(A full report on Michael Kors was published April 15 on Reality Check, subscription required.)

SAN DIEGO (TheStreet) -- When Michael Kors (KORS) reports earnings Wednesday morning, it could be a blowout. Or at least better than expected -- that is if a steady stream of analyst recommendations and reiterations, on the eve of earnings, is any indication.

Typical is an analyst at Piper Jaffray, who just last week encouraged investors to buy the shares ahead of earnings.

Investor enthusiasm is understandable. In the fourth quarter Kors was the outlier, outperforming its peers even as big customers, like Macy's (M) - Get Report, were posting slower traffic. In the first quarter Macy's traffic was slow, too, but not to worry: It's Kors we're talking about and (sarcasm alert) it transcends everything else going on in retail and, especially, at its wholesale customers.

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But there's a flipside to the story. And while it may be early, it would be foolhardy for investors -- caught up in what a great investment Kors has been -- to dismiss out of hand.

Barclays, one of the few firms to veer from the bullish pack, wrote a report earlier this year aptly headlined, "Running Low on Jet Fuel." From the report:

An impressive multi-year track record has led the brand to a point of maturity earlier than anticipated...

Kors itself has been saying for quarters that its growth streak isn't likely to continue. Typical were CFO Joe Parson's comments on the November earnings call, when he said:

We could continue to caution you that, very consistent with what we have said, our business will normalize, which means that our markdowns and allowances will normalize, which will have an impact on margins.

And there's something else, which I highlighted last month in a report on Reality Check, where Kors is red-flagged: Performance at Kors' North American Wholesale, which represents nearly half of all revenue, may be skewed by sales to offshore licensees, including a related party.

The related Party in question, Kors Far East Holdings, is controlled by Hong Kong billionaire Silas Chou and his partner, Lawrence Stroll, as well as Kors CEO John Idol and designer Michael Kors himself. Its territories: China, Hong Kong, Macau and Taiwan.

From Reality Check:

What Kors doesn't disclose, but was confirmed to me after I asked the question multiple ways: Geographic licensing is booked as North American wholesale revenue.

Just how much of wholesale revenue came from geographic licensees? How much from the related party? How would whole growth be without the added boost from the geographic licensees?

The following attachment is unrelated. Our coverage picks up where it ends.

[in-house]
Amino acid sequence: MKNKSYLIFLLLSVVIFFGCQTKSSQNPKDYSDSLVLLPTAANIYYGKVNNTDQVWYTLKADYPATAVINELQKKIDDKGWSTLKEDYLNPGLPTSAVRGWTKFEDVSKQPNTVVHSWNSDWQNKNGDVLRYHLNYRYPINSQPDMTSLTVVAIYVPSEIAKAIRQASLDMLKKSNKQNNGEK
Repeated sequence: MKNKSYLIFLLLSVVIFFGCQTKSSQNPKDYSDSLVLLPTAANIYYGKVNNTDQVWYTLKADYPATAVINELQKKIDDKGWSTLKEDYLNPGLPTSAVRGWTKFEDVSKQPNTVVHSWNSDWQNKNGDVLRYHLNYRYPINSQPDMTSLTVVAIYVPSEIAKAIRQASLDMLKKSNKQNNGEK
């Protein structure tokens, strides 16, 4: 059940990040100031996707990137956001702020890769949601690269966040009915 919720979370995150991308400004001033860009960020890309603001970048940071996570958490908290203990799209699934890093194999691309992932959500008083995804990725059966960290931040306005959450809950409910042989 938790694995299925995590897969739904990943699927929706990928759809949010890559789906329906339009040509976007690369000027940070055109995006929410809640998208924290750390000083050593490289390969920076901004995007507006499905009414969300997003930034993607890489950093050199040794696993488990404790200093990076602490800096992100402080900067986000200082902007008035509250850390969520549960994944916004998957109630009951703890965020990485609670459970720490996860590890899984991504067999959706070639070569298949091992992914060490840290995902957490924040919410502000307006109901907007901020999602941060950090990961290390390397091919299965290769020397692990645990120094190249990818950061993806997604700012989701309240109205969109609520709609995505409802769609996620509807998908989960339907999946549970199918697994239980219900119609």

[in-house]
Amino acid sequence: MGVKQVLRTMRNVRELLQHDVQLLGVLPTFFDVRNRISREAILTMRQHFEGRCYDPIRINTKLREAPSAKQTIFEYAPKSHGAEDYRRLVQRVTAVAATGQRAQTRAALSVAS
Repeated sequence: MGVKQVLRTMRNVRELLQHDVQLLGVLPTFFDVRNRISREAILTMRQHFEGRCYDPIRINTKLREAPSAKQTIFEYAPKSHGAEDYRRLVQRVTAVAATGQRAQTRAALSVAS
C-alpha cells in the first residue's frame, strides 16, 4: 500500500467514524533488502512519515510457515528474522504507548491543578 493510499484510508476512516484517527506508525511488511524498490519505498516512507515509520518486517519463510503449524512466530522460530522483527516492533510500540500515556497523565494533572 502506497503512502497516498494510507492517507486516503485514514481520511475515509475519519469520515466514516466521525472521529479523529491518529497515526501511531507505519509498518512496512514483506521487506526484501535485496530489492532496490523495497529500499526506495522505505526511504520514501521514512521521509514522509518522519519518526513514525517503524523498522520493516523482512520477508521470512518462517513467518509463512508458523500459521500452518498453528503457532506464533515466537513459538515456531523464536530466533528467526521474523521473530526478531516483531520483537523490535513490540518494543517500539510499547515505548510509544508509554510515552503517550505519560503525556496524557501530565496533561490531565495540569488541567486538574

Kors doesn't say, and those are critical questions, especially in light of last quarter's out-of-the-ballpark results. One ex-retail executive told me he was mystified by Kors' strength, especially when his contacts at the big retailers were telling him how promotional they had to be to sell Kors' products.

When companies disclose a related party, investors often ignore the disclosure because 'it's disclosed -- so nothing to worry about.' Which is why, for some companies, I view disclosure as hiding in the open.

It's unclear whether that's the case at Kors, but when a related party is controlled by the company's key executives and investors, it should -- in the least -- sound a few sirens. That's especially true in light of Kors' most recently reported quarter, in which it was the outlier.

Furthermore, Kors doesn't disclose how much it sells to the related party, only the amount the related party sells in.

Reality: With a company that has done as well as Kors -- as quickly as Kors has done it -- many investors prefer to look the other way, especially if its stock has been a money-maker.

Without question, Kors has deserved the accolades it has received; it's hard not to be impressed with its growth. But with a lack of disclosure on the amount of goods sold to its related party, the outperformance vs. its peers and customers, the company's own warnings that its growth can't last and the stock acting like it can -- there's little room for error.

This may not be the quarter that matters. Then again, even with all of the analyst support, maybe it is.

-- Written by Herb Greenberg in San Diego

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Herb Greenberg, editor of Herb Greenberg's Reality Check, is a contributor to CNBC. He does not own shares, short or trade shares in an individual corporate security. He can be reached at herbonthestreet@thestreet.com.